Larissa Waters highlights violence against women affects all women

Greens senator Larissa Waters has highlighted that intimate partner violence against women affects all women as she draws attention to the campaign to prevent it occurring.

International Day for the Elimination of Violence against Women was observed on 25th of November and marked the beginning of sixteen days of activism on the issue.

Speaking in parliament on Monday, Senator Waters spoke about the issue, noting that the challenge is faced by women from all backgrounds.

“This year already 54 women have been killed by violence, and in just this month of November, in one week, we have seen six women killed—five of them by men they knew.” the Queensland senator said.

“It’s clear that men’s violence against women and children is an epidemic, and it’s past time that government policies reflected this urgency to tackle violence against women and their children.

“First Nations women, women from culturally diverse backgrounds, women in regional areas, older women, LGBTIQ+ women and women with a disability are even more likely to experience violence.” Senatore Waters highlighted.

Senator Waters went on to call for the government to commit more funding and resources to the issue, saying that while International Day for the Elimination of Violence against Women drew attention to the issue, there needed to be follow through.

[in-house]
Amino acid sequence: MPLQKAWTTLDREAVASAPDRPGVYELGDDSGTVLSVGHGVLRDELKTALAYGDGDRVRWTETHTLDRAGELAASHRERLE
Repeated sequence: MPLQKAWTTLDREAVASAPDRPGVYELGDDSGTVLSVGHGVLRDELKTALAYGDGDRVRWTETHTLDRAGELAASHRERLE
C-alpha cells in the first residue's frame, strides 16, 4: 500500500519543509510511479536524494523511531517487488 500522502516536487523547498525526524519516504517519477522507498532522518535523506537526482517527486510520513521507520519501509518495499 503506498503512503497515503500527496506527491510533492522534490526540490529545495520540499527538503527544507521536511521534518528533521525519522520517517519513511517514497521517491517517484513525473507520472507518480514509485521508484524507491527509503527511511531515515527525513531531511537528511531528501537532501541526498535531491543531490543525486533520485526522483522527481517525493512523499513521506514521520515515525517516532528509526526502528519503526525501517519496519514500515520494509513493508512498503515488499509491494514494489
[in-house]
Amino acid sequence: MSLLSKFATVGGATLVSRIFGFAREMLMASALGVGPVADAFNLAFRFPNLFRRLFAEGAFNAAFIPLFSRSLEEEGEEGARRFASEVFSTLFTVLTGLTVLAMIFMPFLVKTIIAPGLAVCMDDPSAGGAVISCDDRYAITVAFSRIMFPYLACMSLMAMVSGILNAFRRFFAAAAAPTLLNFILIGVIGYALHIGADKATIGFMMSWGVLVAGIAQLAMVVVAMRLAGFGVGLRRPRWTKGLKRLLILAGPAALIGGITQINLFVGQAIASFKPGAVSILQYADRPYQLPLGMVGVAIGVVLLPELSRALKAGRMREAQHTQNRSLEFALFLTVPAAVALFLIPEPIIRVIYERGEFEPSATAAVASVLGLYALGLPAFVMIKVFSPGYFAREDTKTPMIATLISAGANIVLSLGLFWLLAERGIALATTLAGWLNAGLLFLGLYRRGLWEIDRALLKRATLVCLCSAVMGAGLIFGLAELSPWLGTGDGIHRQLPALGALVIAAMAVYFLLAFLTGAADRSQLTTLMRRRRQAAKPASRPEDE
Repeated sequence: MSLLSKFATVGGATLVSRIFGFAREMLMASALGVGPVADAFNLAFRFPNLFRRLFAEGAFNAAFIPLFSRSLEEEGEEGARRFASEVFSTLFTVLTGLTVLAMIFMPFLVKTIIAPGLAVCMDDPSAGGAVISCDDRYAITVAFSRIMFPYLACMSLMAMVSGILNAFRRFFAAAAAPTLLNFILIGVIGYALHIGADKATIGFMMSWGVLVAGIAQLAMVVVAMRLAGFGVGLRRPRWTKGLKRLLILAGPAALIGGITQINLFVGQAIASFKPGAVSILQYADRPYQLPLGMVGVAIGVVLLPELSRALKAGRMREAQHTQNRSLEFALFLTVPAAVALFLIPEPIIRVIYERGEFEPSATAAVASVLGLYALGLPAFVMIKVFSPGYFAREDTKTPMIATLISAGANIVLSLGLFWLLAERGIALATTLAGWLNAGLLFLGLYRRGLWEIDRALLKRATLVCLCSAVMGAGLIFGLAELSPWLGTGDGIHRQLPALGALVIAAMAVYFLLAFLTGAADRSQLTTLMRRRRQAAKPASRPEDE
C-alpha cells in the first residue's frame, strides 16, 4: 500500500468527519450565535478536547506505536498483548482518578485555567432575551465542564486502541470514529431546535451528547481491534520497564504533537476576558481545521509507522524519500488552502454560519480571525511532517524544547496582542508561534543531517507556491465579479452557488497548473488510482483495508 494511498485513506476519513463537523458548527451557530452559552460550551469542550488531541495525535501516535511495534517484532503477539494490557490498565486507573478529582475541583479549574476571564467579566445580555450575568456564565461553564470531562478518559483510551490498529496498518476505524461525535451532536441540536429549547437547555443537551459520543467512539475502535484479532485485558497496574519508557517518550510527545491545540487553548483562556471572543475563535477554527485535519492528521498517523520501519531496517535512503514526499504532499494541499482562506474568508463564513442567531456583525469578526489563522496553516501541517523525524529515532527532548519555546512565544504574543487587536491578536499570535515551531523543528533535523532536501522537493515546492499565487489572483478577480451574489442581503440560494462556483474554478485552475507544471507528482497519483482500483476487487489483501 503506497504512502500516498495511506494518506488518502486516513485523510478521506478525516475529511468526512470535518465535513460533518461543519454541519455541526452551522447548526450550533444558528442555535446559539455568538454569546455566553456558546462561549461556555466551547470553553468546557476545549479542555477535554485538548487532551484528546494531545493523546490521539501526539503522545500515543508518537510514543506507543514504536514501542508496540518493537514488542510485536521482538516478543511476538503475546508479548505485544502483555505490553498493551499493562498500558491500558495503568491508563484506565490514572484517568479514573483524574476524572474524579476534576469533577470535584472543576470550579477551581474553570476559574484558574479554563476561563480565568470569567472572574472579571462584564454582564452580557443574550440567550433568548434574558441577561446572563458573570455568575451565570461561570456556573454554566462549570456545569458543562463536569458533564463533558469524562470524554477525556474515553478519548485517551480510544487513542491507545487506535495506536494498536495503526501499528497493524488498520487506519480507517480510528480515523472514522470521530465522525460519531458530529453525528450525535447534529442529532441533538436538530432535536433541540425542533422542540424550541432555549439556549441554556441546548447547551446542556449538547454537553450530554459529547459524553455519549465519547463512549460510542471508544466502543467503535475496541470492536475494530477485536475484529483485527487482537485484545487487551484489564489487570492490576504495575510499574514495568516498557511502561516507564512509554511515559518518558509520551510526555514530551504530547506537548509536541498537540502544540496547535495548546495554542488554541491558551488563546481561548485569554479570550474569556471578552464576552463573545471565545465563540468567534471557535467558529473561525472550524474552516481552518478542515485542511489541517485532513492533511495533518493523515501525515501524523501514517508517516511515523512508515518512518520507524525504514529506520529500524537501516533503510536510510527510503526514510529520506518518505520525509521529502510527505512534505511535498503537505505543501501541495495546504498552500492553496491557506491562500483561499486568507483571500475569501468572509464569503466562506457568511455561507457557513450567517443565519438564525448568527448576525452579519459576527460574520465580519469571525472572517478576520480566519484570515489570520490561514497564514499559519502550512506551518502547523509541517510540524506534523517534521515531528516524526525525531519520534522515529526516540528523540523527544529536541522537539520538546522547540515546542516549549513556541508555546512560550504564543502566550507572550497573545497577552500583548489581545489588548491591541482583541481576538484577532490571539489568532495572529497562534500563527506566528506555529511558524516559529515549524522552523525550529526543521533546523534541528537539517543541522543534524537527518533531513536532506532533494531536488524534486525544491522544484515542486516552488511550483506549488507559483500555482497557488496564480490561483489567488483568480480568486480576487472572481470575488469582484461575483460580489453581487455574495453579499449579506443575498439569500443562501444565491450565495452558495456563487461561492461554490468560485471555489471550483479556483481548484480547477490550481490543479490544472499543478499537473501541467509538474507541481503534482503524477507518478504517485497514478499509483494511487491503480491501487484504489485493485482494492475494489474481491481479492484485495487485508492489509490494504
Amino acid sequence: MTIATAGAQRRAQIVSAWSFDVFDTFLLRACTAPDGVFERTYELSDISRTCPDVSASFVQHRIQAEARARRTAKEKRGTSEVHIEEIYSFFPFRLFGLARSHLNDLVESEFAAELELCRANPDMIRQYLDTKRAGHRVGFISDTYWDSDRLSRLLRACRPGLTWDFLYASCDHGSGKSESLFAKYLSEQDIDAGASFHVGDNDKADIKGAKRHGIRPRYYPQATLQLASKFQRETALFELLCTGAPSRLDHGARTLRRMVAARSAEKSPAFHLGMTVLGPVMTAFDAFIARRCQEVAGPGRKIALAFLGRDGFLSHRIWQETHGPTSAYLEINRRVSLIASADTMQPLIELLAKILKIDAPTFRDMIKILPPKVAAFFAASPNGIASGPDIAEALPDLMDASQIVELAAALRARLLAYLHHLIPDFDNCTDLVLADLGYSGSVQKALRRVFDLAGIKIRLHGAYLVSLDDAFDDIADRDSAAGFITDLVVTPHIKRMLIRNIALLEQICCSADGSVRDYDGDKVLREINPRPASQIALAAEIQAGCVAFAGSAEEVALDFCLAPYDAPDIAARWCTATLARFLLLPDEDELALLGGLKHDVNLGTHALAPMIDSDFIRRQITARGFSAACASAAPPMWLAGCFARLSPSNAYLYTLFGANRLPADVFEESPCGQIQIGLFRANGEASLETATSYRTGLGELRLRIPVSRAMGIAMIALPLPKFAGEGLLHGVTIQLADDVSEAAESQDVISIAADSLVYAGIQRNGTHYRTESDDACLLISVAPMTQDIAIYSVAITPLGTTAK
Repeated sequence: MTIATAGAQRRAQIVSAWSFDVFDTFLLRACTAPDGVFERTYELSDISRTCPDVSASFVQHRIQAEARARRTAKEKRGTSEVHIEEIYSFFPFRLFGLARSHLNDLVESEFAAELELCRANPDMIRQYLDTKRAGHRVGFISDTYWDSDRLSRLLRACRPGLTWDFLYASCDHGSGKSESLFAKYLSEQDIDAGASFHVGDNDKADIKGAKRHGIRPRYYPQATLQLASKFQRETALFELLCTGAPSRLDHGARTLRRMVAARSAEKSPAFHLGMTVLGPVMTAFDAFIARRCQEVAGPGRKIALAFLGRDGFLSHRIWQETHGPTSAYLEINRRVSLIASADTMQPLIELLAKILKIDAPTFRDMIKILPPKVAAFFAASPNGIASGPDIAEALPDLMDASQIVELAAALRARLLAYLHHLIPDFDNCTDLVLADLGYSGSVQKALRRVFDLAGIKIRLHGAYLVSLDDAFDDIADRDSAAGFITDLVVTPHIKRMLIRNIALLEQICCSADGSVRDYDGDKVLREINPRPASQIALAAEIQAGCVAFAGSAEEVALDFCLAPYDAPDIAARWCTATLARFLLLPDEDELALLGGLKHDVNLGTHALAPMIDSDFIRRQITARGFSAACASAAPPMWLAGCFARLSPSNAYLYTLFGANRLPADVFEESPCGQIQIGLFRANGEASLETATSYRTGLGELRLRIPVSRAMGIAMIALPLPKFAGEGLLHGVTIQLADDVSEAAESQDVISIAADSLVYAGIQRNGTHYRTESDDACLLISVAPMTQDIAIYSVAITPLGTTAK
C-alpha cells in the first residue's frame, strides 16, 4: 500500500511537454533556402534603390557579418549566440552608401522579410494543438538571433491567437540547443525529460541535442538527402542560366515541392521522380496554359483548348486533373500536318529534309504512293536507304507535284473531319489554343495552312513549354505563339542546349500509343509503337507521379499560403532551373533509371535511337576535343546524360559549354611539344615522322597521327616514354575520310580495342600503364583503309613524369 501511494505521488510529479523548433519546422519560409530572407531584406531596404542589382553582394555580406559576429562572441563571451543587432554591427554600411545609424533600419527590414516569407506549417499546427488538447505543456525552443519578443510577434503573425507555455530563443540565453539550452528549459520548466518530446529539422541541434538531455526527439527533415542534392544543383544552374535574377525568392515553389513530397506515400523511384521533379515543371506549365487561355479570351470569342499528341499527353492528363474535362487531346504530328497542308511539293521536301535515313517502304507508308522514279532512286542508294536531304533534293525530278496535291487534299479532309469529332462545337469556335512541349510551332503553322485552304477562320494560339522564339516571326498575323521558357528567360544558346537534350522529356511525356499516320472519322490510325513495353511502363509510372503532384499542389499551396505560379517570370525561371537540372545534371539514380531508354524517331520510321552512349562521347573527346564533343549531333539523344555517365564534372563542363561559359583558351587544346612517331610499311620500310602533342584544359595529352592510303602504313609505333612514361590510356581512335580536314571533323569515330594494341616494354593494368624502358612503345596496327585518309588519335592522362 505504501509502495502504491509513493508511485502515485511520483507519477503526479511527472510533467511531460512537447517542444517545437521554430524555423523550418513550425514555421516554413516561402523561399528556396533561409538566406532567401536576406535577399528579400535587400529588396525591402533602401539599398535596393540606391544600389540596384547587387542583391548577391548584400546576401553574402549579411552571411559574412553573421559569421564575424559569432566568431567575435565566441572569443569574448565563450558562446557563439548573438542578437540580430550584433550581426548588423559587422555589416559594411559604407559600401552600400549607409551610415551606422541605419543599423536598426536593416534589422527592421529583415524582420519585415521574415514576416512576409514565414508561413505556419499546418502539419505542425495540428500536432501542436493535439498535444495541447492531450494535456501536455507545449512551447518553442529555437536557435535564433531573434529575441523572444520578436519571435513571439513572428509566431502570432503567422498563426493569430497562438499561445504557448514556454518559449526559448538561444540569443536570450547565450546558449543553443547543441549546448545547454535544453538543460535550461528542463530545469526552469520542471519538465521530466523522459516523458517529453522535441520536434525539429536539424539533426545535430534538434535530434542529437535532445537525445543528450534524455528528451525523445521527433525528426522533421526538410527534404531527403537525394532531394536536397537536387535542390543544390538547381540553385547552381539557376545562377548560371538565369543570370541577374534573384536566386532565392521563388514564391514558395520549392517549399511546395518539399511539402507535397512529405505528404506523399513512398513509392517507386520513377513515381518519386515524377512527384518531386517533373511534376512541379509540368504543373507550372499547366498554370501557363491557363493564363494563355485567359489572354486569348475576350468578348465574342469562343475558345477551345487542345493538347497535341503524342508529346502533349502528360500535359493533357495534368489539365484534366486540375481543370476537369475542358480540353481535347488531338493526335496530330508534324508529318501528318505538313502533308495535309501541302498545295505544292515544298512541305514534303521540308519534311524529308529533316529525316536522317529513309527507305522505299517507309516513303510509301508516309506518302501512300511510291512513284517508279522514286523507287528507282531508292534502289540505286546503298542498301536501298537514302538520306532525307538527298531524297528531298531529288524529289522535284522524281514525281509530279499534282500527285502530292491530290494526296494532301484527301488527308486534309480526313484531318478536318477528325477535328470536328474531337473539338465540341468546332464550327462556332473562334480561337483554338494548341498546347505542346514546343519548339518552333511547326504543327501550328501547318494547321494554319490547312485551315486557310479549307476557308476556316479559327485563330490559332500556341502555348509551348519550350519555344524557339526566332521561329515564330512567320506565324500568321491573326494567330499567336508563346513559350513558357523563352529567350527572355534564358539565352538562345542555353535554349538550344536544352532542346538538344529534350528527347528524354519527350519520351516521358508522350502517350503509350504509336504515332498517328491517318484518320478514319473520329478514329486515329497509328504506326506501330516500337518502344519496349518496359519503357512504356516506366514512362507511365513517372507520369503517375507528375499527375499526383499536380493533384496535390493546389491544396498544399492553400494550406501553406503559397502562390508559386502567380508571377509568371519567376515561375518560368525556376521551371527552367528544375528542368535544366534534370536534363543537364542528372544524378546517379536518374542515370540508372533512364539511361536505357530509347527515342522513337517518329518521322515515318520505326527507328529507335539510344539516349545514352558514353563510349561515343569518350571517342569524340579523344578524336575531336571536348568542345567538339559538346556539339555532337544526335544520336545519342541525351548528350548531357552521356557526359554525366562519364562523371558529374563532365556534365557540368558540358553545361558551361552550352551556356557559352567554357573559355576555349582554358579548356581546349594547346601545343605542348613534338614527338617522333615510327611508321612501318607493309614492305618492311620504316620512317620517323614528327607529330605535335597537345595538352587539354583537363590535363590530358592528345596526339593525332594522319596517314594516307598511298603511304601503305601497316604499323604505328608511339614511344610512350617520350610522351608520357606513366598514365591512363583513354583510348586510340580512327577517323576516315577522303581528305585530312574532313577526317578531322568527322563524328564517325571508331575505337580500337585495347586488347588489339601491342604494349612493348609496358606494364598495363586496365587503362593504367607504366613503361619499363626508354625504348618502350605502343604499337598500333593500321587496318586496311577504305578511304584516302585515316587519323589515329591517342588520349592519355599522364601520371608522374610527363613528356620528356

“Every year on that day we all recommit to ending sexual and physical violence against women around the world, but frontline support services are still underfunded and women and children are still being turned away as a result of that underfunding.

“Enough with the empty promises. Enough with ignoring the impact of financial insecurity and housing stress on women’s capacity to leave. Enough with underfunding the services that women reach out to you in a crisis.” Senator Waters said.

Prime Minister Anthony Albanese has announced the launch of a new tracking system that will provide quarterly information on the number of Australian women killed by an intimate partner.

The government says the new statistical dashboard will allow police and support services to make decision based on “accurate, verified and closer to real-time data”. The system will not come online though to midway through 2024.

On Saturday the Prime Minister said in order to make a difference, it was essential that authorities were able to accurately measure the challenges.

“For a number of years, the crucial work of counting these deaths has been done by advocates and researchers,” he said in an opinion piece published in the West Australian.

“This work makes sure the women whose lives are tragically lost are remembered and shines a light on the scourge of family and domestic violence. It helps drive action to end the violence.

“I’m proud my government will now take a leading role in gathering this information.” the PM said.

OIP Staff

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